By the time Vancouver’s battered group of skiers returned home from the 1937 Dominion Championships in Banff, Alberta, Harold Enquist had opened the Seymour Ski Camp. Since the early 1930’s, skiers had been climbing the long trail to Mount Seymour to enjoy the varied terrain characteristic of the ski grounds there. 

After road and trail access were improved in the 1940’s, more and more skiers were drawn to the mountain. Enquist Lodge was opened after the war to provide services for the growing number of visitors. 

In his 1946 article, “A Look-See at Mt. Seymour”, Sam Taylor noted that six organized clubs had played a large part in the development of the mountain. The most prominent of these clubs was the Mount Seymour Ski Club. Under the leadership of Jim Berranson, the club sponsored a variety of social and sports events including the Northland Downhill. Competitors started at Mystery Lake and followed a mile and a quarter course to the alpine meadows, five hundred feet below. Walt MacMillan was one of many skiers who, over the years, captured top honours in the annual race. 

The Mount Seymour Ski Club also sponsored the annual Bernard Open Jump. In the 1940’s. Ole Johannsen was Seymour’s top ski jumper.

There was a dramatic turn-of-events in January, 1951, when a16 year old Norwegian junior named Halvar Sellesback won the New Year’s tournament on Mount Seymour. Representing the Vancouver Ski Club, Sellesback was to win many tournaments during the next four years.

XXII. End of an Era: 1950 - 1967

At the beginning of the 1950’s, young ski jumpers on the Vancouver Ski Club team celebrated the success of one of its members. 

In October, 1950, Nordal Kaldal was coaching ski jumpers at the Templeton Junior High School. Al Menzies, Ted Hunt, Don Shore, Jack Gawthorne, George Jackson, Jerry Thompson, Johnnie Halstead, Len Rawluk, Len Thompson, Al Barry and Bob Clark had already logged time on the First Lake jump.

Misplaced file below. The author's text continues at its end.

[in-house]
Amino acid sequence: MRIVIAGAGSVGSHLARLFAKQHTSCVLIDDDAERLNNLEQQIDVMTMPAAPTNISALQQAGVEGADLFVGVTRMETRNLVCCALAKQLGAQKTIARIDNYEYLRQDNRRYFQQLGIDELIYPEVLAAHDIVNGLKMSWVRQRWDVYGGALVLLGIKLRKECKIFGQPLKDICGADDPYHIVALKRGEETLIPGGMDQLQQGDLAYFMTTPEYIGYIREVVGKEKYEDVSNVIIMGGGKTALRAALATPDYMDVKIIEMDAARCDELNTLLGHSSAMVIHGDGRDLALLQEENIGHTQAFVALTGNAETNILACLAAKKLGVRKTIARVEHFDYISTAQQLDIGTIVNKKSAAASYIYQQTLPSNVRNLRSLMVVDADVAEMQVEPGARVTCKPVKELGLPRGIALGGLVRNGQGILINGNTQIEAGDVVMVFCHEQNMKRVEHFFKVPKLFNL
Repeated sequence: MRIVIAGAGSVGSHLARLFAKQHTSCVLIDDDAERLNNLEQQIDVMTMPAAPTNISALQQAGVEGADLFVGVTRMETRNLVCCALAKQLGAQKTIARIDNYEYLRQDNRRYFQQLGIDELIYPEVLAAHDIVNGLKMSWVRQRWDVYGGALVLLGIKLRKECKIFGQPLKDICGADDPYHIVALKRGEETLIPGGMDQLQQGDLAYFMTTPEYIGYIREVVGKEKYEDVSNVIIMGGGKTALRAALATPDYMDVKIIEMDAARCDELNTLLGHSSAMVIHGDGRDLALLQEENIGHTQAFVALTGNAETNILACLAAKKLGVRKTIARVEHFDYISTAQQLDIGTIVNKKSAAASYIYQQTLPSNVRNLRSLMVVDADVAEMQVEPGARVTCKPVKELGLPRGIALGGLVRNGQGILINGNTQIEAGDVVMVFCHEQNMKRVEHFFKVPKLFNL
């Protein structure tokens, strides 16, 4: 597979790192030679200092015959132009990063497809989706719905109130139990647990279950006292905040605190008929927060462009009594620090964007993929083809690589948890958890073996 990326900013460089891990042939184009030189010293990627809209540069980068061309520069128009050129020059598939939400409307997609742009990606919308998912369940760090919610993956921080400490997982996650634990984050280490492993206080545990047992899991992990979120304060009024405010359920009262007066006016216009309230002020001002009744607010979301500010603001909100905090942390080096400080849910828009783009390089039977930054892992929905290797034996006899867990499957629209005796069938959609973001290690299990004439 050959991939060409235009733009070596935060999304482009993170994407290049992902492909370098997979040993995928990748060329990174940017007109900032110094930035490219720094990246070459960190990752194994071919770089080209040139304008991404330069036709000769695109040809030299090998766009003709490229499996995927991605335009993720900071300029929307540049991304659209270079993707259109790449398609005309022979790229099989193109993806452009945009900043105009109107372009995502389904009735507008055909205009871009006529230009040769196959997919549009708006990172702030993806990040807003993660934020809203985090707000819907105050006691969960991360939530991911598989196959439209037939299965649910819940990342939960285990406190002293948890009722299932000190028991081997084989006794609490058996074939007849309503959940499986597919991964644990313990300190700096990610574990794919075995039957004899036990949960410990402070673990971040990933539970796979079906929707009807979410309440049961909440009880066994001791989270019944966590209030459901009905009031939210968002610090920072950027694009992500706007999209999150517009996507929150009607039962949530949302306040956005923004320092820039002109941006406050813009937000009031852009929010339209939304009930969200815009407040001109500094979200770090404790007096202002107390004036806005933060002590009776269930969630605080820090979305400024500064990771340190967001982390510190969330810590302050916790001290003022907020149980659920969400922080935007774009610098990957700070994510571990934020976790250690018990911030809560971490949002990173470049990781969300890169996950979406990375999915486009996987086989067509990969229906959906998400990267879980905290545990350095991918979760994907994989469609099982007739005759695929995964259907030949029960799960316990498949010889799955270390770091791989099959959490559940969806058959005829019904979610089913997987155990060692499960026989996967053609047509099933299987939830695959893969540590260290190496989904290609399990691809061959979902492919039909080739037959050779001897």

The previous March, volunteers had prepared the landing hill for the Vancouver City Championships that were held on Hollyburn. Those who were high in the standings that day included Harry Burfield, Jack Wood, Al Menzies, Jim Hennigar, and Ron Glover. Veteran Henry Sotvedt won the A class jumping tournament, although Vancouver Ski Club’s sensational young jumper, Halvar Sellesback, competing as a junior, was awarded a total of 213 points, .2 points ahead of Sotvedt. Al Menzies won the 15th annual running of the Viski Classic.

During the first half of the 1950’s, more tournaments were held on Grouse, Hollyburn and Seymour, but the era of ski jumping in BC was coming to a close. People raising the ‘baby boomer’ generation did not have the time or the inclination to attend ski club meetings. When the clubs faded away, there were not enough volunteers to run officially sanctioned tournaments and races. Funds that had been collected by the clubs to help pay the expenses of their champions were no longer available. Shortly after Harry Burfield took that leap off the First lake hill in the mid-1950’s, the jump was gone, and so was an era. 

More poignantly, two of Hollyburn’ best known ski champions passed away during the 1950’s. Daisy Bourdon Johnson had died on March 17, 1951 after a hard battle with cancer. In 1957, cancer also took Jack Pratt. To  honour him, the Vancouver Ski Club built the Jack Pratt Memorial Ski Jump, but only one tournament was ever held on the jump. Typhoon Frieda, in 1962, and heavy snowloads in subsequent years weakened the trestle. It finally collapsed in 1967, a relic of a bygone age.

Today, snowshoers slide down Romstad’s Run. Few of them know about the 'heroes of the harnessed hickory'.


Film creator Donald Grant made the following introductory remarks at the premiere of "Heroes of the Harnessed Hickory" on March 3rd, 2010: